Justices are generally required to publicly report all gifts worth more than $415, defined as “anything of value” that isn’t fully reimbursed. There are exceptions: If someone hosts a justice at their own property, free food and lodging don’t have to be disclosed. That would exempt dinner at a friend’s house. The exemption never applied to transportation, such as private jet flights, experts said, a fact that was made explicit in recently updated filing instructions for the judiciary.
Two ethics law experts told ProPublica that Thomas’ yacht cruises, a form of transportation, also required disclosure.
“If Justice Thomas received free travel on private planes and yachts, failure to report the gifts is a violation of the disclosure law,” said Kedric Payne, senior director for ethics at the nonprofit government watchdog Campaign Legal Center. (Thomas himself once reported receiving a private jet trip from Crow, on his disclosure for 1997.)
The experts said Thomas’ stays at Topridge may have required disclosure too, in part because Crow owns it not personally but through a company. Until recently, the judiciary’s ethics guidance didn’t explicitly address the ownership issue. The recent update to the filing instructions clarifies that disclosure is required for such stays.
This seems like a more fair complaint, although it’s about process rather than corruption — and the ProPublica article leans heavily into the latter with no payoff at all. In that sense, it’s a bait-and-switch that undermines the legitimate questions of transparency and judicial decorum. Not to mention the fact that ProPublica may be wrong about what actually is required:
— Adam Mortara (@AdamMortara) April 6, 2023
Since this all sounds like “personal hospitality,” then it may not need to be disclosed or reported at all. The reporting requirements seem to apply for business-related travel and lodging, ie, speaking engagements and the like. One can posit that the rules should cover “personal hospitality,” and there may be an argument for it, but … that’s really not what ProPublica intended or accomplished today. And given all of the attacks on Thomas over the years, it sounds aaaawwwwwfuuuullly familiar, as David Harsanyi writes at The Federalist:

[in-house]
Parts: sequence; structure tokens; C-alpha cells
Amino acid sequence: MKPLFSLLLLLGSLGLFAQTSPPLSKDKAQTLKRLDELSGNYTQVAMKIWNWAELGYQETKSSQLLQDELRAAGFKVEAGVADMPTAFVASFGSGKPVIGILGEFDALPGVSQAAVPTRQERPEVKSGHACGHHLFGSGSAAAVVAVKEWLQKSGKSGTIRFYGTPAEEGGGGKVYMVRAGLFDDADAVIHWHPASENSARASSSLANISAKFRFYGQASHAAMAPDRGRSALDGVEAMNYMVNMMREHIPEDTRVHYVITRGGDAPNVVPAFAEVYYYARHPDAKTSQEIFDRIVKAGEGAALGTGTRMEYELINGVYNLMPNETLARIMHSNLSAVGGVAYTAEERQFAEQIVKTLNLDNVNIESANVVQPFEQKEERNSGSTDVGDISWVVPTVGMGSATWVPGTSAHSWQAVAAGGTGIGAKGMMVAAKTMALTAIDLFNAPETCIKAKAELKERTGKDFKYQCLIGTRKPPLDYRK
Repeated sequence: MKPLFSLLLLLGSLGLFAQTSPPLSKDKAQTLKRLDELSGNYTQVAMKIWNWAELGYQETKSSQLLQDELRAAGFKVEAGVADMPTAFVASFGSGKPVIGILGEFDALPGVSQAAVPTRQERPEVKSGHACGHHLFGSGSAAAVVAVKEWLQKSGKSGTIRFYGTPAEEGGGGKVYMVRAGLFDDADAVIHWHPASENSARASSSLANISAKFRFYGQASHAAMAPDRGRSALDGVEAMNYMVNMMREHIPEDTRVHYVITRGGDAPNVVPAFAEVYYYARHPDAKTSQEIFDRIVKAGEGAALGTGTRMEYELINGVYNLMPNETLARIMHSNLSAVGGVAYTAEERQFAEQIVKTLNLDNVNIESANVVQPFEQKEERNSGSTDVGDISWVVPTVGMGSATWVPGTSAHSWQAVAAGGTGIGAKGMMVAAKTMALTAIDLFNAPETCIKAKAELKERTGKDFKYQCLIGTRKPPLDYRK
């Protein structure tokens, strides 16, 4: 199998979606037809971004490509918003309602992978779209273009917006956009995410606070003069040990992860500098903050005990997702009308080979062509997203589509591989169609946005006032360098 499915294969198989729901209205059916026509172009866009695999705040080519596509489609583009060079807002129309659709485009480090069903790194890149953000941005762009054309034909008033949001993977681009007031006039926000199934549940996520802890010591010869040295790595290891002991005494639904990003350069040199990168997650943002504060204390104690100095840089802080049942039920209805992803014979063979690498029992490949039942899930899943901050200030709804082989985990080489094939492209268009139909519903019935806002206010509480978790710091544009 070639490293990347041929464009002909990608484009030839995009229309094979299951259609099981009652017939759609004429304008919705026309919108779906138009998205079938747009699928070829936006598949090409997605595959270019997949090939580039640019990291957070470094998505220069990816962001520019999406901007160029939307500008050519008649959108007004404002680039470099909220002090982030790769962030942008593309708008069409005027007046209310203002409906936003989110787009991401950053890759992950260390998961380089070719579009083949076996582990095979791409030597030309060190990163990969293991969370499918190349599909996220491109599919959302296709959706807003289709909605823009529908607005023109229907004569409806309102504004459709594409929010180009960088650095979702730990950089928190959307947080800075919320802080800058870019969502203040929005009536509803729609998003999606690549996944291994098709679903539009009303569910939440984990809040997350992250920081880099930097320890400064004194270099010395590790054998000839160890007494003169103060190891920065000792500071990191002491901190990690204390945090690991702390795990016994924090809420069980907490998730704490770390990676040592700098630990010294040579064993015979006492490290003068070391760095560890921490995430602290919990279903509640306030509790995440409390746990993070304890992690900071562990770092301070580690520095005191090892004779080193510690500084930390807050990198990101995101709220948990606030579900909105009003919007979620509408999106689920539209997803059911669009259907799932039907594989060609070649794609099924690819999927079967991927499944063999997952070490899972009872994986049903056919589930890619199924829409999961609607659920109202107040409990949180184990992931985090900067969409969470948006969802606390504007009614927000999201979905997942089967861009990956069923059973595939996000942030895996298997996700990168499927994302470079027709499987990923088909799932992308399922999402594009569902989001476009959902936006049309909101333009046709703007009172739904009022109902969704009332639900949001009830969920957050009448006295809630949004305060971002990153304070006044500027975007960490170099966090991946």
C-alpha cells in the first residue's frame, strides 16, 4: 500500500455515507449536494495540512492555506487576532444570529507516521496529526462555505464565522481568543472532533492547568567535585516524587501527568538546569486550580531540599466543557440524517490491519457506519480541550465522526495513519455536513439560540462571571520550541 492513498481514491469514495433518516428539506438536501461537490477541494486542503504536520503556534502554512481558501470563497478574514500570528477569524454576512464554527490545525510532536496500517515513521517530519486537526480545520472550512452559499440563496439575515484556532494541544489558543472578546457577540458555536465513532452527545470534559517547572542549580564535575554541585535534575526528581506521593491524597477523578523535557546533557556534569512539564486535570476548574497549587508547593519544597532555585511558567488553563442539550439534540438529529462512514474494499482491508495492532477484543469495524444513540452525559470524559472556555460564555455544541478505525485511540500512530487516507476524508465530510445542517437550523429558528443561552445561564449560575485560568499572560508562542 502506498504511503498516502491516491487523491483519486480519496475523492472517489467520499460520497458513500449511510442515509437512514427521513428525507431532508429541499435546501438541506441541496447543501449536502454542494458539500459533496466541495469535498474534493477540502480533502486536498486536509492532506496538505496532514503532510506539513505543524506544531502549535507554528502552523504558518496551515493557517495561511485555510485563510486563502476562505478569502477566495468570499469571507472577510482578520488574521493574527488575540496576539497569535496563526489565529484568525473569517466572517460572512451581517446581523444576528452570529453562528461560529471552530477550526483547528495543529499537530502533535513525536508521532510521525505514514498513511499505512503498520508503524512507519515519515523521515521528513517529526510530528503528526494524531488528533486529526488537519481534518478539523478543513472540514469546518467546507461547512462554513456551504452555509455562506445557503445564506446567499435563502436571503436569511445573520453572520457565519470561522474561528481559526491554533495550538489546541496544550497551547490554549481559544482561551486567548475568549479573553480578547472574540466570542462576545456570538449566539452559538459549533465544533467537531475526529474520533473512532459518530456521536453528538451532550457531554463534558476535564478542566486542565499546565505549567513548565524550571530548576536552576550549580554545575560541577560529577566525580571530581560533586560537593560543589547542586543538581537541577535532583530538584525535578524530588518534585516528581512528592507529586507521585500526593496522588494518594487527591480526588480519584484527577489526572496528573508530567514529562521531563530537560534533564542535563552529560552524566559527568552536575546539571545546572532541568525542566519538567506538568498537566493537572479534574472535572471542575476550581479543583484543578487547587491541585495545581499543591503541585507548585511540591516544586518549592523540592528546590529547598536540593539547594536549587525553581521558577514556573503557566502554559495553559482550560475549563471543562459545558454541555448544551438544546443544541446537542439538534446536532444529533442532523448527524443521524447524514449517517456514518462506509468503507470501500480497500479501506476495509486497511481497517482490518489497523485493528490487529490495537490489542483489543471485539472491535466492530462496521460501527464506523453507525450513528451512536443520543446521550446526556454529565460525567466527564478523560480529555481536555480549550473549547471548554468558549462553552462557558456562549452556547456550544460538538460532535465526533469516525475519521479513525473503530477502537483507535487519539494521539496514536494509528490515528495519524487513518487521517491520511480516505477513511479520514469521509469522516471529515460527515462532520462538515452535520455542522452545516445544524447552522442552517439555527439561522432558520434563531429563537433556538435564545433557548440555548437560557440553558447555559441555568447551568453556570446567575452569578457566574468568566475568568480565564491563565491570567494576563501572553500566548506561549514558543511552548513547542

While the purpose of ProPublica’s piece is to frame all this as unethical, it offers not a single substantive instance of anything remotely approaching a conflict of interest. No cases involving Harlan Crow have ever reached Thomas. And there are no examples of Thomas having changed his positions to accommodate anyone. ProPublica takes an embarrassing stab at making this contention by noting that Thomas’s criticism of an old Chevron-related case means that he’s adopted a concept “newly popular on the right, that would limit government regulation.” Yes, limiting government regulation is a wholly newfangled idea within Federalist Society circles. Pulitzer on the way.
But, of course, leftists can’t believe anyone has a good-faith position in opposition to their own. A person can either be bought by nefarious moneymen, be misled by nefarious moneymen, or be nefarious themselves. Those are the choices.
You want to write about Thomas’ vacations, fine. A Supreme Court justice is a public figure. The real story here is a boring one. Then again, the decades-long smearing of Thomas is unprecedented in modern American history. And with renewed efforts to delegitimize any court bound to constitutional limits — which is what all this is really about — it’s only going to get worse.
Indeed. Even to the extent that this raises some legit questions about disclosure and boundaries, it only raises them with one particular justice. Do other Supreme Court justices disclose all of their private connections to the wealthy, assuming they have any? The existence of the “personal hospitality” exception makes it sound like it’s hardly unique to Thomas. What about other constitutional officers in the federal government? It might be interesting to find out, and in a sidebar, ProPublica says they plan to delve further into such matters with other SCOTUS justices. Yeah … we’ll see, but don’t hold your breath.